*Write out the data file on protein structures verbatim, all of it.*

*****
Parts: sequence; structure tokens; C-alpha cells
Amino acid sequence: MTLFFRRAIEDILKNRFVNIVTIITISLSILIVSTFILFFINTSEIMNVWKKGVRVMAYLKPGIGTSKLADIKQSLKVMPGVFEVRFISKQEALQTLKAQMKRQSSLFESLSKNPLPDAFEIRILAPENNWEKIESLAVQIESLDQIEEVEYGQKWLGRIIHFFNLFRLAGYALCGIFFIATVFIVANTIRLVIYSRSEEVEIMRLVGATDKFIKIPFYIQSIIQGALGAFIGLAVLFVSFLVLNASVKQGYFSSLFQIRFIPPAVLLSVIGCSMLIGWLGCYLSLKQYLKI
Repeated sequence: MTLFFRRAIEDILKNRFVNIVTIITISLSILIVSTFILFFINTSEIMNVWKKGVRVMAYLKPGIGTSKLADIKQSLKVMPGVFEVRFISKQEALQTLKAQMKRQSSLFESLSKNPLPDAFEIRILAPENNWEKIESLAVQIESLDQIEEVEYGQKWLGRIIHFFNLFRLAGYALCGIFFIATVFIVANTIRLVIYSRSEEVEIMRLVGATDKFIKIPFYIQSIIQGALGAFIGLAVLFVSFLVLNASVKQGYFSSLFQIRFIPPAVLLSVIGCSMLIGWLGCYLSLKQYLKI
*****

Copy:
Parts: sequence; structure tokens; C-alpha cells
Amino acid sequence: MTLFFRRAIEDILKNRFVNIVTIITISLSILIVSTFILFFINTSEIMNVWKKGVRVMAYLKPGIGTSKLADIKQSLKVMPGVFEVRFISKQEALQTLKAQMKRQSSLFESLSKNPLPDAFEIRILAPENNWEKIESLAVQIESLDQIEEVEYGQKWLGRIIHFFNLFRLAGYALCGIFFIATVFIVANTIRLVIYSRSEEVEIMRLVGATDKFIKIPFYIQSIIQGALGAFIGLAVLFVSFLVLNASVKQGYFSSLFQIRFIPPAVLLSVIGCSMLIGWLGCYLSLKQYLKI
Repeated sequence: MTLFFRRAIEDILKNRFVNIVTIITISLSILIVSTFILFFINTSEIMNVWKKGVRVMAYLKPGIGTSKLADIKQSLKVMPGVFEVRFISKQEALQTLKAQMKRQSSLFESLSKNPLPDAFEIRILAPENNWEKIESLAVQIESLDQIEEVEYGQKWLGRIIHFFNLFRLAGYALCGIFFIATVFIVANTIRLVIYSRSEEVEIMRLVGATDKFIKIPFYIQSIIQGALGAFIGLAVLFVSFLVLNASVKQGYFSSLFQIRFIPPAVLLSVIGCSMLIGWLGCYLSLKQYLKI